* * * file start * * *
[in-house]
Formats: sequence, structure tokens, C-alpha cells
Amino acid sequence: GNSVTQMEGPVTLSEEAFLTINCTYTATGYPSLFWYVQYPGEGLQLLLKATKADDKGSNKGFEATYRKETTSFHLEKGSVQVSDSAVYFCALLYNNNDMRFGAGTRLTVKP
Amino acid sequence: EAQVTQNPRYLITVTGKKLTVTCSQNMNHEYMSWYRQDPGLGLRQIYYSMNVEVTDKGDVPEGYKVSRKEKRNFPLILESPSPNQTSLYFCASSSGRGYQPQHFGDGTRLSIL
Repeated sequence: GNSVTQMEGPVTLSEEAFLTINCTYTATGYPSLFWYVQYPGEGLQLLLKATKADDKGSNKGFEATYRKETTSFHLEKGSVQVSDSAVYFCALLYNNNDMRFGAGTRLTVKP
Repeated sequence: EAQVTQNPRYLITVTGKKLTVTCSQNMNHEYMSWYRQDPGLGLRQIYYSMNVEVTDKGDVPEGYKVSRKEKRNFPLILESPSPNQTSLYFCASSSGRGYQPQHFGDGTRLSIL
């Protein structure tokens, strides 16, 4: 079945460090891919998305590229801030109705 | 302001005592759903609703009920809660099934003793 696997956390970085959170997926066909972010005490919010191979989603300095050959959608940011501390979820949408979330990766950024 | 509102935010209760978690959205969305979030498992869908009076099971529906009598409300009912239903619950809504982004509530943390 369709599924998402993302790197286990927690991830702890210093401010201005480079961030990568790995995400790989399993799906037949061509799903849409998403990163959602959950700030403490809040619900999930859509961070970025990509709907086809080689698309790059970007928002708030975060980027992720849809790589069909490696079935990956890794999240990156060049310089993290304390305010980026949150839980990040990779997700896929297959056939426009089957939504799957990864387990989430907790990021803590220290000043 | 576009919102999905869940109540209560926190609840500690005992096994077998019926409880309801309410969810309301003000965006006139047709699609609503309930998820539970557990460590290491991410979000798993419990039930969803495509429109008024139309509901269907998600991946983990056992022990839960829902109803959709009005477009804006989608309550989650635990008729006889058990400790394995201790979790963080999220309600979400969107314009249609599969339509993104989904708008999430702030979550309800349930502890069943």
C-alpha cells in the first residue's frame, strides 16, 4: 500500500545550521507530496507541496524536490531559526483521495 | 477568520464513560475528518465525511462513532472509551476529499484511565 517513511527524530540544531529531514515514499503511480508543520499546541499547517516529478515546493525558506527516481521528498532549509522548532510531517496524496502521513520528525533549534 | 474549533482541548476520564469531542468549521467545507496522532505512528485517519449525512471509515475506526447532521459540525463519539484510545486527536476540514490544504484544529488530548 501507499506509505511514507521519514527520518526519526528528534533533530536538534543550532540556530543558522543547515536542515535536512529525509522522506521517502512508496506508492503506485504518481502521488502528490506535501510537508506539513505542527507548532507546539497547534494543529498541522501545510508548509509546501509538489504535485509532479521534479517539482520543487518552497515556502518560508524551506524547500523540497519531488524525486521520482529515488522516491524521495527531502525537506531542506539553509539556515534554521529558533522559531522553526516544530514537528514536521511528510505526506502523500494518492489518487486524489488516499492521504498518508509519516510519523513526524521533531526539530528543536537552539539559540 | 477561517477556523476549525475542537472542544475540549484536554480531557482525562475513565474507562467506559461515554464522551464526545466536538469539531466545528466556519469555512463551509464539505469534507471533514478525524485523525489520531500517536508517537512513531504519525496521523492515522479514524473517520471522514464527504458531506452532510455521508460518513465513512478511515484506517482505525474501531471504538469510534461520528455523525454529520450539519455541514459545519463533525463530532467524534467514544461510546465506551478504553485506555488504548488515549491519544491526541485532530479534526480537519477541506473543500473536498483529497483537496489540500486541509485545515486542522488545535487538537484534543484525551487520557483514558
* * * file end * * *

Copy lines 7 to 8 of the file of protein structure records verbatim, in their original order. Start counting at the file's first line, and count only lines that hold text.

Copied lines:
């Protein structure tokens, strides 16, 4: 079945460090891919998305590229801030109705 | 302001005592759903609703009920809660099934003793 696997956390970085959170997926066909972010005490919010191979989603300095050959959608940011501390979820949408979330990766950024 | 509102935010209760978690959205969305979030498992869908009076099971529906009598409300009912239903619950809504982004509530943390 369709599924998402993302790197286990927690991830702890210093401010201005480079961030990568790995995400790989399993799906037949061509799903849409998403990163959602959950700030403490809040619900999930859509961070970025990509709907086809080689698309790059970007928002708030975060980027992720849809790589069909490696079935990956890794999240990156060049310089993290304390305010980026949150839980990040990779997700896929297959056939426009089957939504799957990864387990989430907790990021803590220290000043 | 576009919102999905869940109540209560926190609840500690005992096994077998019926409880309801309410969810309301003000965006006139047709699609609503309930998820539970557990460590290491991410979000798993419990039930969803495509429109008024139309509901269907998600991946983990056992022990839960829902109803959709009005477009804006989608309550989650635990008729006889058990400790394995201790979790963080999220309600979400969107314009249609599969339509993104989904708008999430702030979550309800349930502890069943």
C-alpha cells in the first residue's frame, strides 16, 4: 500500500545550521507530496507541496524536490531559526483521495 | 477568520464513560475528518465525511462513532472509551476529499484511565 517513511527524530540544531529531514515514499503511480508543520499546541499547517516529478515546493525558506527516481521528498532549509522548532510531517496524496502521513520528525533549534 | 474549533482541548476520564469531542468549521467545507496522532505512528485517519449525512471509515475506526447532521459540525463519539484510545486527536476540514490544504484544529488530548 501507499506509505511514507521519514527520518526519526528528534533533530536538534543550532540556530543558522543547515536542515535536512529525509522522506521517502512508496506508492503506485504518481502521488502528490506535501510537508506539513505542527507548532507546539497547534494543529498541522501545510508548509509546501509538489504535485509532479521534479517539482520543487518552497515556502518560508524551506524547500523540497519531488524525486521520482529515488522516491524521495527531502525537506531542506539553509539556515534554521529558533522559531522553526516544530514537528514536521511528510505526506502523500494518492489518487486524489488516499492521504498518508509519516510519523513526524521533531526539530528543536537552539539559540 | 477561517477556523476549525475542537472542544475540549484536554480531557482525562475513565474507562467506559461515554464522551464526545466536538469539531466545528466556519469555512463551509464539505469534507471533514478525524485523525489520531500517536508517537512513531504519525496521523492515522479514524473517520471522514464527504458531506452532510455521508460518513465513512478511515484506517482505525474501531471504538469510534461520528455523525454529520450539519455541514459545519463533525463530532467524534467514544461510546465506551478504553485506555488504548488515549491519544491526541485532530479534526480537519477541506473543500473536498483529497483537496489540500486541509485545515486542522488545535487538537484534543484525551487520557483514558